The book moves at the gentle pace of a journey on foot and the story teller unravels his tale slowly, but as a result the voice seems all the more authentic, and at no time was I bored or tempted to leave the book unfinished. The story was, in its leisurely way, compelling. The characters took shape convincingly and their behavior is consistent and believable throughout. Particularly well drawn is the first-person narrator, Simonides himself. In fact, the use of the aging poet as narrator is one of the most engaging features of this novel. It is refreshing to have an aging, unattractive poet rather than an exceedingly handsome hoplite telling a story about, eventually, Thermopylae. The use of Simonides as story-teller also enables the book to be more reflective in tone, while adding wonderful authenticity through homilies and judgments that would seem out of place of another narrator or if this character were not so well-drawn.

Kraay’s historical research must have been first class also. He adds brilliant touches like allowing Simonides to quote Hesiod in appropriate ways and places. I also liked his use of small details – the food eaten, the scars left on boxers – to give the entire book texture and color. Most impressive, his description of Greek society rang true in a way rare in modern literature. Kraay manages to depict a society in which the array of different Gods were revered and omens taken seriously without making either seem ridiculous. His treatment of the Spartans is devoid of the usual hyperboles about mindless, uneducated brutes, although a shade stereotypic nevertheless. While I find it hard to believe Sparta would not call all her athletes back to Sparta when the decision was taken that one of her kings should set off for Thermopylae, I have no evidence to prove it and accept Kraay version as a legitimate interpretation.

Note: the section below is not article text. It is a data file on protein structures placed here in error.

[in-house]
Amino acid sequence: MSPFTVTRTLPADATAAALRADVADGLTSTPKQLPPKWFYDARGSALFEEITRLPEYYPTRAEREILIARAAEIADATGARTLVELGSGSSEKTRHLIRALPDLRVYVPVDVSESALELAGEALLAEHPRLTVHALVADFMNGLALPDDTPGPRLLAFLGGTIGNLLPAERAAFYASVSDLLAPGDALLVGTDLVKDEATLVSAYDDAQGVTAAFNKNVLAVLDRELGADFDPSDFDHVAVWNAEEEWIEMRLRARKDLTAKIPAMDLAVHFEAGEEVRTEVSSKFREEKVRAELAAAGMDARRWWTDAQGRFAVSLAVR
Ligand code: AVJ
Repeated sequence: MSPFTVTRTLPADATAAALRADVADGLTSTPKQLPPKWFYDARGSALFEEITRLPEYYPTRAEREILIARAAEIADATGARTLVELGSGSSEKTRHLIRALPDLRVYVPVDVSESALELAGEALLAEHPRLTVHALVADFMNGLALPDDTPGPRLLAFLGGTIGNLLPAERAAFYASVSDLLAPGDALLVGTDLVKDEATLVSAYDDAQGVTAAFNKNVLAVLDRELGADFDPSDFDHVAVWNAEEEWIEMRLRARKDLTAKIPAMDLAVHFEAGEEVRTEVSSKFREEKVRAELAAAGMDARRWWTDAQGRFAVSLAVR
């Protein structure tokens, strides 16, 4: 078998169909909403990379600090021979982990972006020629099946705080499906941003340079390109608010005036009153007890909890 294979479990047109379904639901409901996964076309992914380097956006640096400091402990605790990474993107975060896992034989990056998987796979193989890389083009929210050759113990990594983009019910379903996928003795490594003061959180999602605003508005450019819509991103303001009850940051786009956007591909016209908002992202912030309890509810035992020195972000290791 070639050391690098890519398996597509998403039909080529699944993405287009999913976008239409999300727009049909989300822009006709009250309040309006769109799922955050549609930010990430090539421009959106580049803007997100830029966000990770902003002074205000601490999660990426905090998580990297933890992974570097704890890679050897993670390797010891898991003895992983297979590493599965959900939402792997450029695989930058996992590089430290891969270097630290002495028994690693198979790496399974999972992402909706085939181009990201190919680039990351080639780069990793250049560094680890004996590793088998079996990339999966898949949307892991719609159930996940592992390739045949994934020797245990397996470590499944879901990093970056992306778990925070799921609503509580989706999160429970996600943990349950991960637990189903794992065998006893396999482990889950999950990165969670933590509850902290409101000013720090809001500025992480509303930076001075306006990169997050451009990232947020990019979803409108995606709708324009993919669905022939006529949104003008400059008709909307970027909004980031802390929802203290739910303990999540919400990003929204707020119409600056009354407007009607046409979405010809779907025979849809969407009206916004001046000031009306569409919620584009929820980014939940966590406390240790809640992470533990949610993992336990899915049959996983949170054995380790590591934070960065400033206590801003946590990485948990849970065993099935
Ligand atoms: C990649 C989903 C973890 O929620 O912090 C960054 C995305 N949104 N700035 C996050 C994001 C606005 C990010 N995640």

The only part of the book that truly taxed my imagination was the way in which Simonides witnessed the Battle of Thermopylae, but this is a small flaw in an otherwise very good book. I recommend The Olympian to anyone, who likes reading about ancient Greece.

Saturday, September 18, 2010

A Night in Sparta

Not long after I started doing research for my novels on ancient Sparta I seized the opportunity to visit that part of Greece that had given birth to Sparta – the province of Laconia in the Peloponnese. The city itself was gone, destroyed by earthquakes, abandoned, ploughed under and washed away over the centuries to the point that even archeologists can find little of note left. But we know where Sparta once stood, and a new city was founded on this site in the mid-nineteenth century and called Sparti.

I flew to Athens and travelled down to modern Sparti by car, crossing the Isthmus of Corinth and stopping to visit the ruins of that powerful ancient mercantile city. Then I continued on the road past the towering mountain crowned with the ruins of Acrocorinth, leaving Agamemnon’s city of Mycenae for a different trip, and scorning to set foot in Sparta’s ancient rival Argos. I crossed the broad plain of modern Tripoli, ancient Tegea, and climbed the low hills to the south heading along the highway toward Sparti/Sparta.

I expected to find on the other side of those hills something, well, Spartan. The word itself connotes sparse, barren, bleak, even harsh. I expected an arid place in which little could grow. I expected a harsh, infertile landscape best suited to producing tough soldiers and citizens who disdained all luxury. Sparta, I assumed, had made a virtue of necessity when it condemned the display of wealth and banned coinage. Sparta, I thought, was surely a poor country in which learning survival – even by theft and conquest – was sheer necessity.